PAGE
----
New elements in the Periodic Table

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The periodic table has increased in number and now has four new elements. Nihonium, Moscovium, Tennessine and Oganesson, with the atomic mass numbers 113, 115, 117 and 118, respectively, these are the new chemical elements.

These names were proposed in January and presented last June of this year but only since the first day of December are officially part of the seventh row of the periodic table. The four new elements were added to the periodic table by Japanese, Russian and American scientists.

These four new elements were agreed by the International Union of Pure and Applied Chemistry (IUPAC) and approved by the international scientific community. According to the rules of the organism, the names of the elements discovered may be mythological concepts or characters, minerals or similar substances, geographical sites or regions, a property of the element or even a scientist.

The Japanese Research Institute, Riken, welcomed the approval of the Nihonium element, which refers to the word Nihon, meaning “Japan” and has a symbol in the table (Nh). The existence of Nihonium, the first element to be found in Asia, had already been demonstrated in three circumstances between 2004 and 2012 by Kosuke Morita, a professor at Kyushu University in southwest Japan.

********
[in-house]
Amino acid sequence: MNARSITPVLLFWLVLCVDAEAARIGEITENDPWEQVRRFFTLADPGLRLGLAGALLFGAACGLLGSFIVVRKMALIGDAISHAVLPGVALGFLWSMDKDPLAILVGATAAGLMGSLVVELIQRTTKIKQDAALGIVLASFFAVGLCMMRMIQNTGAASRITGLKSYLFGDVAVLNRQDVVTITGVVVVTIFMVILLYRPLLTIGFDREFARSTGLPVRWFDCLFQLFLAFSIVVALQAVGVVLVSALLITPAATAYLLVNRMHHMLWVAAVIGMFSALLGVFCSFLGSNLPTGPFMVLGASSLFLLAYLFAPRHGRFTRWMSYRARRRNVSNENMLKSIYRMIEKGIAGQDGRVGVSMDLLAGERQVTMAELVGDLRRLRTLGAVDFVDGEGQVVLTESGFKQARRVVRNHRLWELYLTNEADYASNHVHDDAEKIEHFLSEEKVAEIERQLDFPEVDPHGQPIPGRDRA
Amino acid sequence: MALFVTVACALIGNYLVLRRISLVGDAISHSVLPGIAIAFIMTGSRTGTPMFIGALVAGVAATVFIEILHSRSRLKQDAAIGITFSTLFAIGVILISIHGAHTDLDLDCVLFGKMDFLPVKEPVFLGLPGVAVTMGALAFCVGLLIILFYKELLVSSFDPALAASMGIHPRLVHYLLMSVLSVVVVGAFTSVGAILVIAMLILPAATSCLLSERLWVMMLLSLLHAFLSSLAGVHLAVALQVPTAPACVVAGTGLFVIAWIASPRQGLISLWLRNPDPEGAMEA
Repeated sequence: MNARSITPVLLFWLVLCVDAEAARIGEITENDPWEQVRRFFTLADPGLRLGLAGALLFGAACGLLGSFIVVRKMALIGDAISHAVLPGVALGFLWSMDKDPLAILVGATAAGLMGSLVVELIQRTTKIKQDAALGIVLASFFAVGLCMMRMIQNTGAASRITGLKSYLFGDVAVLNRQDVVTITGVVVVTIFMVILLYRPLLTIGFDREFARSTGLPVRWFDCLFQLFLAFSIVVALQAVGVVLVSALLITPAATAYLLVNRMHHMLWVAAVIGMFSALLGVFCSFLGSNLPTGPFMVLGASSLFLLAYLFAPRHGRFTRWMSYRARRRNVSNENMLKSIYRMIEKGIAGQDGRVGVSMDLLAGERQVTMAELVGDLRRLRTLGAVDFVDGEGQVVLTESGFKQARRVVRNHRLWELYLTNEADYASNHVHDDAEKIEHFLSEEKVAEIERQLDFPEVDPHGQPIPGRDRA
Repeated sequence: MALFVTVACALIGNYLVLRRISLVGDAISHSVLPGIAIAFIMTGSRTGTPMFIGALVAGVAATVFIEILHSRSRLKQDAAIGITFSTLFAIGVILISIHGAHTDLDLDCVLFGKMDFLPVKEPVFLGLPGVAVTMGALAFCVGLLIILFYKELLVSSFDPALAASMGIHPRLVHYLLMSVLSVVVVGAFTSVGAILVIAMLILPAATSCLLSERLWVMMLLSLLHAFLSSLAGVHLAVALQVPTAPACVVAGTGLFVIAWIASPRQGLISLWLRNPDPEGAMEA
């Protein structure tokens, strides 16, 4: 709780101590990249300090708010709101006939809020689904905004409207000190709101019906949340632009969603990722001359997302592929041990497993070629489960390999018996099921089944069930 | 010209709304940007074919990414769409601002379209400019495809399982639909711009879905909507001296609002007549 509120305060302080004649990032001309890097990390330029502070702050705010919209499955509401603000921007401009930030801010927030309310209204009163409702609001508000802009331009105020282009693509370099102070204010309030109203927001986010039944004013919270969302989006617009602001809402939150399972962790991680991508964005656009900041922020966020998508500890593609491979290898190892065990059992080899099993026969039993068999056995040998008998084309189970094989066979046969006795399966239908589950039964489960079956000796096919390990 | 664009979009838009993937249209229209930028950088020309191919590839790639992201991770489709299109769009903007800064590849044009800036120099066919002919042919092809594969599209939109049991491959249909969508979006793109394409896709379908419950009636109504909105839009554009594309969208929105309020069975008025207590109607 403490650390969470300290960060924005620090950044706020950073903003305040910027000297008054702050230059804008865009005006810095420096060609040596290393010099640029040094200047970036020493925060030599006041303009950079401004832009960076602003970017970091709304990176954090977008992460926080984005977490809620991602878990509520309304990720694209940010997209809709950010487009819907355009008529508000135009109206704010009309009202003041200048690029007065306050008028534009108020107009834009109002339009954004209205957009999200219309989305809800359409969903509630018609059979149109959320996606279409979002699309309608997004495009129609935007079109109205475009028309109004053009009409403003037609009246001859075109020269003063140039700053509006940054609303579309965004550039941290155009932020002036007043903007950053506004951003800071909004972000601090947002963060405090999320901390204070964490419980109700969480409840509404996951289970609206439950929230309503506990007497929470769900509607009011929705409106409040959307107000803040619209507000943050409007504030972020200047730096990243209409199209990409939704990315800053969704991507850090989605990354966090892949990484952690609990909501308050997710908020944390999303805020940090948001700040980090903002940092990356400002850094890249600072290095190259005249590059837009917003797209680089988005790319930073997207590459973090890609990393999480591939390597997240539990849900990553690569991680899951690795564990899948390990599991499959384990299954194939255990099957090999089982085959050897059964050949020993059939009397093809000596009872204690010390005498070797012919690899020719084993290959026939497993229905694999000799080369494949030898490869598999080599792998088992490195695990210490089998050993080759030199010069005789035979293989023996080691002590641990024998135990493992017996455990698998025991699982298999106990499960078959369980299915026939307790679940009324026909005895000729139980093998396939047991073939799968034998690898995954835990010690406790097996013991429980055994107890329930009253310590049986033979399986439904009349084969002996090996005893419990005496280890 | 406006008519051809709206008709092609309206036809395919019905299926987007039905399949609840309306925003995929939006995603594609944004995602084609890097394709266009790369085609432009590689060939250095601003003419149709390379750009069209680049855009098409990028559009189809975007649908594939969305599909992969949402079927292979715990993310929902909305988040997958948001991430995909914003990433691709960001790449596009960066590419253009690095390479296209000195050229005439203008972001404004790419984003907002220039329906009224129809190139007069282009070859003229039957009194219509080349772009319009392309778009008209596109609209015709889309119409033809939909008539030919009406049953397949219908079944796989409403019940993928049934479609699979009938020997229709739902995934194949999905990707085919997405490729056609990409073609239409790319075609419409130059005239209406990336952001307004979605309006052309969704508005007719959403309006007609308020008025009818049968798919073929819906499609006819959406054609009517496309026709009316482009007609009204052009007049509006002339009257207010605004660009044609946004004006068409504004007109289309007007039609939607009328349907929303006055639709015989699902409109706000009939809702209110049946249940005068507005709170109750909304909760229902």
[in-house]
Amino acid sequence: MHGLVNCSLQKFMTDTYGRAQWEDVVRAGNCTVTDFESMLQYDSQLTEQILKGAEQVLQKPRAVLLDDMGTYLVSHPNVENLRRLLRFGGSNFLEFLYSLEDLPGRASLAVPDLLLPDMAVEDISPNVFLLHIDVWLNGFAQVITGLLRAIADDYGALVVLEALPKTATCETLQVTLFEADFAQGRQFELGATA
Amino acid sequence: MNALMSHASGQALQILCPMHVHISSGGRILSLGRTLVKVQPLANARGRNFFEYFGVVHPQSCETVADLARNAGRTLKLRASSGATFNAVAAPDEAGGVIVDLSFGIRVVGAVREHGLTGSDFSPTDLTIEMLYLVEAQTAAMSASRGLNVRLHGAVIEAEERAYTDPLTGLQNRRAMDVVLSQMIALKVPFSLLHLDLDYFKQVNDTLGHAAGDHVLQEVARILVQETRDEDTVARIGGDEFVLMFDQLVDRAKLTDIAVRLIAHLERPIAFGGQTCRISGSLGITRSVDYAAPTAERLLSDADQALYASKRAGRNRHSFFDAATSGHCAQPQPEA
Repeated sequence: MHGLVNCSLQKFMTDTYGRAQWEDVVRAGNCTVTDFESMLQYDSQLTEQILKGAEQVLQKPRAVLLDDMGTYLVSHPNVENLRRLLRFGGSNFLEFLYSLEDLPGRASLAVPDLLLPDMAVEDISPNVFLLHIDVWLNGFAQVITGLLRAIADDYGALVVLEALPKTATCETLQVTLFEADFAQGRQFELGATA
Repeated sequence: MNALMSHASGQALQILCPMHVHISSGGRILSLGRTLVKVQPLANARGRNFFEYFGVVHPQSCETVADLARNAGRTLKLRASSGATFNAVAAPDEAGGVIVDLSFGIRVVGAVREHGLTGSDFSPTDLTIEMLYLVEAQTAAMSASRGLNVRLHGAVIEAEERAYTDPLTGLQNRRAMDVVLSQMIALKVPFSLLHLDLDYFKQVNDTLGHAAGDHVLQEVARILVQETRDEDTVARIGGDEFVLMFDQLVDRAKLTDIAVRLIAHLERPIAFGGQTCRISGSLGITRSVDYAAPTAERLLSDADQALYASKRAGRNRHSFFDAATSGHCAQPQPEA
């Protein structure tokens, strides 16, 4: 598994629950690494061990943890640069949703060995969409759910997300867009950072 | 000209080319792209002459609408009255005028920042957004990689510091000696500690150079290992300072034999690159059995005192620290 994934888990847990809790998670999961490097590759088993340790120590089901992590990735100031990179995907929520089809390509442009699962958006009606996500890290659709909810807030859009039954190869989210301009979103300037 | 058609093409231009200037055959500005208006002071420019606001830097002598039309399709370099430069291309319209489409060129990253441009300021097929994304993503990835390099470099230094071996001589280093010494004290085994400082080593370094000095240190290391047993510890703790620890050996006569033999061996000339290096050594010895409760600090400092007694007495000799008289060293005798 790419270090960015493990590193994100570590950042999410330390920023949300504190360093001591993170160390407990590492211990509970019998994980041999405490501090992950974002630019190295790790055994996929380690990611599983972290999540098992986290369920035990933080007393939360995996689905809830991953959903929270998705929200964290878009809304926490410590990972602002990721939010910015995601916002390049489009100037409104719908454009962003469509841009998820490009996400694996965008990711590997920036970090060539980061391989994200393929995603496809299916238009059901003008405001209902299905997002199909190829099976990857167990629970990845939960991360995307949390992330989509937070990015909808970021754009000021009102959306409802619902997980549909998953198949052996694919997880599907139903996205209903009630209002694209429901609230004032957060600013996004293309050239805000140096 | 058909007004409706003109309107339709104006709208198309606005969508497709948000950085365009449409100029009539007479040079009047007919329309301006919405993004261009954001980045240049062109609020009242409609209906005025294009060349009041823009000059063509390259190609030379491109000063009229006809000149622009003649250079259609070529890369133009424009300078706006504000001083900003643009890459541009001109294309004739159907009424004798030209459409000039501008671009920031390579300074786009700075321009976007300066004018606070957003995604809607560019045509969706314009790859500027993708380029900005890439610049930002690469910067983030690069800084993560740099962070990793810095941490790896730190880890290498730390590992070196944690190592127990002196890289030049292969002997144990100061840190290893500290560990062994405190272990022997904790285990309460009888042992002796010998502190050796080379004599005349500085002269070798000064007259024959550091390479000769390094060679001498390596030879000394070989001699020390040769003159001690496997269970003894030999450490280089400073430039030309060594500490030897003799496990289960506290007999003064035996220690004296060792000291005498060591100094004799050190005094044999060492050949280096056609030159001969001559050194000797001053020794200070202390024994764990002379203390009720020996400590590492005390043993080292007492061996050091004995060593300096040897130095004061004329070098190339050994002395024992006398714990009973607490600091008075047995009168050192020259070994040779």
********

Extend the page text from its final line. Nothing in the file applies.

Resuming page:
In addition to the Nihonium and Moscovium (Mc), a reference to Moscow and whose paternity corresponds to Russian and American researchers, the International Union of Pure and Applied Chemistry (IUPAC) also approved the denomination of two other elements.

And the elements are, the Tennessine, in honor of the Tennessee research institutes in the United States, with the number 117 in the table and with the symbol (Ts), and Oganesson (Og), number 118, referring to the nuclear physicist Russian Yuri Oganesián. These elements were discovered by laboratories in Russia and the United States, according to a statement from IUPAC.

The periodic table of elements, also known as the Mendeleyev Table, in honor of the Russian Dmitri Mendeleyev, who created the first version of this table in 1869, brings together the chemical elements classified according to their composition and their properties.

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